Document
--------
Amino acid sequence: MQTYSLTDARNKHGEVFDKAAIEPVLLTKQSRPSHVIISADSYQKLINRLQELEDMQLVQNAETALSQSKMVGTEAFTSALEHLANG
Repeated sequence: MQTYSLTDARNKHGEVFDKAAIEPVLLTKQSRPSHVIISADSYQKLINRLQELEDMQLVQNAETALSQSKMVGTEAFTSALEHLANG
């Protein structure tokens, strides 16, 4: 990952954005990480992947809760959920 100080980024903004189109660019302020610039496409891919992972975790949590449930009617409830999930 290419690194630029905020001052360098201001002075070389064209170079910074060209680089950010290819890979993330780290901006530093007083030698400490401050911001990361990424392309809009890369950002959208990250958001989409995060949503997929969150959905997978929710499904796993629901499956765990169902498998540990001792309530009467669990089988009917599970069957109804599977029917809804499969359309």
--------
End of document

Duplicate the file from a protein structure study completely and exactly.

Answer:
Amino acid sequence: MQTYSLTDARNKHGEVFDKAAIEPVLLTKQSRPSHVIISADSYQKLINRLQELEDMQLVQNAETALSQSKMVGTEAFTSALEHLANG
Repeated sequence: MQTYSLTDARNKHGEVFDKAAIEPVLLTKQSRPSHVIISADSYQKLINRLQELEDMQLVQNAETALSQSKMVGTEAFTSALEHLANG
């Protein structure tokens, strides 16, 4: 990952954005990480992947809760959920 100080980024903004189109660019302020610039496409891919992972975790949590449930009617409830999930 290419690194630029905020001052360098201001002075070389064209170079910074060209680089950010290819890979993330780290901006530093007083030698400490401050911001990361990424392309809009890369950002959208990250958001989409995060949503997929969150959905997978929710499904796993629901499956765990169902498998540990001792309530009467669990089988009917599970069957109804599977029917809804499969359309």